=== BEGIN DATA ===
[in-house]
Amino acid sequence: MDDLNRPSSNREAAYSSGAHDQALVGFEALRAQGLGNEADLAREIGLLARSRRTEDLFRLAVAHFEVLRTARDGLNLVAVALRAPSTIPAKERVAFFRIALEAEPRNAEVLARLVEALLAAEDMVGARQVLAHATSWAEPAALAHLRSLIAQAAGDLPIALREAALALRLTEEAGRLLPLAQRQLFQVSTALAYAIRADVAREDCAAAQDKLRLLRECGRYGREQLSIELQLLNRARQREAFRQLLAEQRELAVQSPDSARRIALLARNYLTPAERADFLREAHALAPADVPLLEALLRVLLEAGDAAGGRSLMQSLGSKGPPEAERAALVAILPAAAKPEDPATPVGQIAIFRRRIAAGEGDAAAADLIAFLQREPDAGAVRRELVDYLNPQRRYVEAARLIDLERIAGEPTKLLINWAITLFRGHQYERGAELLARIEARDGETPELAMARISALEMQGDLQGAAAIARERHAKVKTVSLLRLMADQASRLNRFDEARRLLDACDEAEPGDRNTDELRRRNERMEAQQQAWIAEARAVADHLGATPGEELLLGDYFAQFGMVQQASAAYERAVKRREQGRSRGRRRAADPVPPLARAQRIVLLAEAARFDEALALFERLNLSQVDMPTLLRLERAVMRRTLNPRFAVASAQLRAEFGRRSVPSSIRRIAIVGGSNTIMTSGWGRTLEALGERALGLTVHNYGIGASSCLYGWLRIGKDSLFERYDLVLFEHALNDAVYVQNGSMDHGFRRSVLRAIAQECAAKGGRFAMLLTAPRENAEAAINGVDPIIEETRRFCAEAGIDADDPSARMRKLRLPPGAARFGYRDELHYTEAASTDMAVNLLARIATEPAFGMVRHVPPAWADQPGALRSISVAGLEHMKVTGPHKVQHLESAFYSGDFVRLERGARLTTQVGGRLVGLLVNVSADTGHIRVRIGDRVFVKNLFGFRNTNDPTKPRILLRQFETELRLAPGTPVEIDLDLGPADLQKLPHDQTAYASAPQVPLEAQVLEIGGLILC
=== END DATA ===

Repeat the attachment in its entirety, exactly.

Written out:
[in-house]
Amino acid sequence: MDDLNRPSSNREAAYSSGAHDQALVGFEALRAQGLGNEADLAREIGLLARSRRTEDLFRLAVAHFEVLRTARDGLNLVAVALRAPSTIPAKERVAFFRIALEAEPRNAEVLARLVEALLAAEDMVGARQVLAHATSWAEPAALAHLRSLIAQAAGDLPIALREAALALRLTEEAGRLLPLAQRQLFQVSTALAYAIRADVAREDCAAAQDKLRLLRECGRYGREQLSIELQLLNRARQREAFRQLLAEQRELAVQSPDSARRIALLARNYLTPAERADFLREAHALAPADVPLLEALLRVLLEAGDAAGGRSLMQSLGSKGPPEAERAALVAILPAAAKPEDPATPVGQIAIFRRRIAAGEGDAAAADLIAFLQREPDAGAVRRELVDYLNPQRRYVEAARLIDLERIAGEPTKLLINWAITLFRGHQYERGAELLARIEARDGETPELAMARISALEMQGDLQGAAAIARERHAKVKTVSLLRLMADQASRLNRFDEARRLLDACDEAEPGDRNTDELRRRNERMEAQQQAWIAEARAVADHLGATPGEELLLGDYFAQFGMVQQASAAYERAVKRREQGRSRGRRRAADPVPPLARAQRIVLLAEAARFDEALALFERLNLSQVDMPTLLRLERAVMRRTLNPRFAVASAQLRAEFGRRSVPSSIRRIAIVGGSNTIMTSGWGRTLEALGERALGLTVHNYGIGASSCLYGWLRIGKDSLFERYDLVLFEHALNDAVYVQNGSMDHGFRRSVLRAIAQECAAKGGRFAMLLTAPRENAEAAINGVDPIIEETRRFCAEAGIDADDPSARMRKLRLPPGAARFGYRDELHYTEAASTDMAVNLLARIATEPAFGMVRHVPPAWADQPGALRSISVAGLEHMKVTGPHKVQHLESAFYSGDFVRLERGARLTTQVGGRLVGLLVNVSADTGHIRVRIGDRVFVKNLFGFRNTNDPTKPRILLRQFETELRLAPGTPVEIDLDLGPADLQKLPHDQTAYASAPQVPLEAQVLEIGGLILC